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Ceco Doors Add Function, Style To Award-Winning Taconic Hills Central School|
MONROE, N.C., (August 9, 2002) - Hollow-metal doors can be cold and utilitarian - but they also can be beautiful and visually rewarding.
The success of the new Taconic Hills Central School hinged on specifying metal doors that were more than simply functional. They also had to be aesthetically pleasing, individually as well as in context with the building's cutting-edge design. Ceco interior and exterior hollow-metal doors allowed the Taconic Hills design team to achieve those goals with style.
The Taconic Hills Central School, in rural Columbia County in upstate New York, opened in fall 1999 after years of debate about the district's facilities plan and a fast-track design and construction process that took just a year and a half. The $50 million school encompasses 350,000 square feet, making it one of the largest schools in the state of New York. The design, created by Rhinebeck Architecture & Planning in Rhinebeck, N.Y., is designed for a capacity of 2,000 students in K-12.
The design groups the K-grade 2 and grades 3-6 units on one side and the grades 7-8 and grades 9-12 units on the other. The entry to each side features a dramatic, light-filled two-story atrium, which helps orient students to their location in their wing. A community center is situated between the two school wings.
The facility includes a 1,000-seat performing arts center that opens to an outdoor amphitheater (the two share a common stage), two media centers, an aquatic/fitness center, and three subdividable gymnasiums with stadium-style seating.
The original quote of 759 interior and exterior doors included 276 interior and exterior hollow-metal doors. In mid-project, the school district received a donation that allowed for the addition of the aquatic/fitness center, necessitating an additional 30 heavy-duty metal doors, some with sidelight frames.
Project architects wanted to avoid specifying metal doors with a stark, utilitarian design. So, while the metal doors were required to provide adequate durability and security and be easily maintained and replaced if necessary, they also were required to contribute aesthetically to the overall design concept.
N.Y. bid policies for public projects require that contractors be allowed to substitute products if needed to obtain the best pricing, so specifications could not be tailored to fit a particular product. Instead, the specifications closely defined the standards that door products must meet. The approach limited options to high-quality products from a few, select manufacturers.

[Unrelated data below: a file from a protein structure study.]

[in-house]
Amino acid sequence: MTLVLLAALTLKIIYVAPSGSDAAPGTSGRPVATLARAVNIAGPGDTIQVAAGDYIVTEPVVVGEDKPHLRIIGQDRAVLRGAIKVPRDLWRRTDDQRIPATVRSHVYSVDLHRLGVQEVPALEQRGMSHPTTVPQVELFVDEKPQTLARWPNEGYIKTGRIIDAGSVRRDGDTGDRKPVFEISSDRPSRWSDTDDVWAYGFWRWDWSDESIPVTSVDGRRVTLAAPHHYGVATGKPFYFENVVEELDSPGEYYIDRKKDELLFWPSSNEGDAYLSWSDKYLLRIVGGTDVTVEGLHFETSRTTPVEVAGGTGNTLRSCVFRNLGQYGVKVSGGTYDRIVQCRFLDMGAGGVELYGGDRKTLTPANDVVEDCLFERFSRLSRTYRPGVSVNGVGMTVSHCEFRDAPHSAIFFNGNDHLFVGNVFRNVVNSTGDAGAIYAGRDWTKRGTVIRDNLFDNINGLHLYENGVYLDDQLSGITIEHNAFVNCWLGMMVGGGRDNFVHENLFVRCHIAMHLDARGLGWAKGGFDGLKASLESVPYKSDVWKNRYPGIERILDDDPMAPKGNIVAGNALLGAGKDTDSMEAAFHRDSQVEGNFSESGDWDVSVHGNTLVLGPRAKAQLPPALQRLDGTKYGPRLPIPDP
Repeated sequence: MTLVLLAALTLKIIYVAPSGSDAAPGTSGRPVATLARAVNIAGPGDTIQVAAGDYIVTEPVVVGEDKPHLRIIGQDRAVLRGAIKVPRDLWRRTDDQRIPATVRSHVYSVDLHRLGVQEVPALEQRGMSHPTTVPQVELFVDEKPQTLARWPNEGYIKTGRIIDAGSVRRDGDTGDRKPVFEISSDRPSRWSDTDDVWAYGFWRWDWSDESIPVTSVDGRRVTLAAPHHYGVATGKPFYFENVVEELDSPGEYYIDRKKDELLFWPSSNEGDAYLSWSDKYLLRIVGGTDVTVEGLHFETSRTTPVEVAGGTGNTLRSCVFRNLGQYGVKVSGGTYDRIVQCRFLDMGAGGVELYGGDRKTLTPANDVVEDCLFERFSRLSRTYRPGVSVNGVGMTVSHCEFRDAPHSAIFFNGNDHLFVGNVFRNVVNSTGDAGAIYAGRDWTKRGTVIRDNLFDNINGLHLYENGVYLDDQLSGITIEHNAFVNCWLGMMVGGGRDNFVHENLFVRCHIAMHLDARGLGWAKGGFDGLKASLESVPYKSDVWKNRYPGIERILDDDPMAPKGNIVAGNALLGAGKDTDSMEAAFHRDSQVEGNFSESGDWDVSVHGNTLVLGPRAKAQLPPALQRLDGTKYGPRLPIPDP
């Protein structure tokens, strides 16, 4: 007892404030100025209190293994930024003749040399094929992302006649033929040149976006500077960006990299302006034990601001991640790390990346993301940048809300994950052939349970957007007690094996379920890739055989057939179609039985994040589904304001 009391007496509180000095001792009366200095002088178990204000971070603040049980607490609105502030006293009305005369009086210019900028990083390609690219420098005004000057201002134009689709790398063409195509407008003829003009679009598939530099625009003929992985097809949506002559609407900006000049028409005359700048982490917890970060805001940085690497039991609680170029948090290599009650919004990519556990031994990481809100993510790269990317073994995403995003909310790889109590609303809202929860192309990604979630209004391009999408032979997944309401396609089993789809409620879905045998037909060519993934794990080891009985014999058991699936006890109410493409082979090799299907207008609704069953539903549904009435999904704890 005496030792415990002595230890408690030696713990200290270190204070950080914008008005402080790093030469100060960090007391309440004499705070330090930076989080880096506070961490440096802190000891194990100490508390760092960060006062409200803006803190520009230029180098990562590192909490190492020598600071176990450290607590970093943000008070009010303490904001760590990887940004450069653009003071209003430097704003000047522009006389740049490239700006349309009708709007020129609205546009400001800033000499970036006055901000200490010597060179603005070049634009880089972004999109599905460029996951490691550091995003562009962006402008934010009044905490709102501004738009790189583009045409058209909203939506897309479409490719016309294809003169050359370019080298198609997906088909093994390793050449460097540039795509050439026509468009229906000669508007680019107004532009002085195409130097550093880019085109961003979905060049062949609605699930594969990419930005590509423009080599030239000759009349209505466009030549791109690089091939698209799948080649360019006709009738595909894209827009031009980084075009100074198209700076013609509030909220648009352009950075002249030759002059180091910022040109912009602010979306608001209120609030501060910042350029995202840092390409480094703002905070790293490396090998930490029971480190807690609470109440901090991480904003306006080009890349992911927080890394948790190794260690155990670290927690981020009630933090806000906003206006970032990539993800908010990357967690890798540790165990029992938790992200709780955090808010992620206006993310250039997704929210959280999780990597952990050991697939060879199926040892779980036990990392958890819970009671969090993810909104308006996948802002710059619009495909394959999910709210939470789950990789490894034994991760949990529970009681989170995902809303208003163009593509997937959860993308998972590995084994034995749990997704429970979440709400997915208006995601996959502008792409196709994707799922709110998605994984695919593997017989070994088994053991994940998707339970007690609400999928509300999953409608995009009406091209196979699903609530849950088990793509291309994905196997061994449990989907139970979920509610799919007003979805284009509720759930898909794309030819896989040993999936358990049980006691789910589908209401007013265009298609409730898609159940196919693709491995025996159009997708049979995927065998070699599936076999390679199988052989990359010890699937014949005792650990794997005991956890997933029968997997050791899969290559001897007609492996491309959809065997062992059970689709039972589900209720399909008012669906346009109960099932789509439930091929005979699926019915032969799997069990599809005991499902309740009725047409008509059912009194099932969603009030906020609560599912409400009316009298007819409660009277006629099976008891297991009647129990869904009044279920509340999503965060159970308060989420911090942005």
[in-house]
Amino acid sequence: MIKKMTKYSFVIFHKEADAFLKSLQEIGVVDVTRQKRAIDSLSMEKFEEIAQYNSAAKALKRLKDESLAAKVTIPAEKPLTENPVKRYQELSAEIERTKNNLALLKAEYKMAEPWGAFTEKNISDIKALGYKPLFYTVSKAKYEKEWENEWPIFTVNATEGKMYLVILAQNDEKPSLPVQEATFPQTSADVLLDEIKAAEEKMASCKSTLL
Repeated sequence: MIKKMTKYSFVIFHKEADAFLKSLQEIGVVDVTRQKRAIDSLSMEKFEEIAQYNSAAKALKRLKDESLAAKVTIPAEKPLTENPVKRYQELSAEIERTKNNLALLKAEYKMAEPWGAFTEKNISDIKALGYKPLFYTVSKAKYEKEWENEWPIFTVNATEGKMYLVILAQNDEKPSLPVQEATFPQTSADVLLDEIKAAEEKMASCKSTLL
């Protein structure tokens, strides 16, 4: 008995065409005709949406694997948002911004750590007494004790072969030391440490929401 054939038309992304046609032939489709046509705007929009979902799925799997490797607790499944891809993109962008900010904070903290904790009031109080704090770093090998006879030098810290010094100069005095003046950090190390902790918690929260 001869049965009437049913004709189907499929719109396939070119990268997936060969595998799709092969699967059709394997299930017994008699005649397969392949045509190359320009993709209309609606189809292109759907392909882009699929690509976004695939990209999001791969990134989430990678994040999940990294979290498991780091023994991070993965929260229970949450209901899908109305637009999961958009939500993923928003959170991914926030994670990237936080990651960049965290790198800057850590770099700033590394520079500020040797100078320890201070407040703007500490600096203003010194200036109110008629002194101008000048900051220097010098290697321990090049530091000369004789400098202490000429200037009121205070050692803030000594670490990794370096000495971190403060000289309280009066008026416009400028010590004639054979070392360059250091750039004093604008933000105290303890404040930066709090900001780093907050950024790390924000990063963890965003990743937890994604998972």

Ceco Medallion doors, rated heavy duty, grade 2, with 18-gage steel, were used in the building's interior. Designed for "student-proof" durability under high-frequency traffic conditions, these doors feature 7-gage steel hinge reinforcements. Some of the doors included flush-welded glass lite trim.
Exterior doors are Ceco Imperial, extra-heavy-duty, grade 3, with 16-gage steel face sheets. They are fully insulated with a foamed-in-place polyurethane core and are fire rated for up to three hours. The doors include 7-gage steel hinge reinforcements and have mechanically interlocking, hemmed vertical-edge seams for rigidity.
All metal doors met SDI-100 standards, SDI-117 manufacturing tolerances and SSPC-SP1 preparation standards. Cutouts and reinforcements were added at the factory to receive hardware, which included Yale Commercial Locks & Hardware mortise locks and exit devices and Norton door closers.
Hundreds of Ceco SQ-series custom metal frames were used to create the soaring atria and media centers, which rise up to 30 feet. The project included 540 three-sided hollow-metal frames and 103 hollow-metal special units, including transoms, sidelights and interior segmented windows. Interior frames are fire-rated 16-gage steel and exterior frames are 14-gage.
Thanks to the striking design and the skill with which the design was executed, the Taconic Hills Central School has won several national, regional and state awards, including the prestigious Learning by Design 2001 Citation Award from the National School Boards Association. The Taconic Hills district also hosts many visitors from other districts who come to study the facility and borrow ideas for their own schools.
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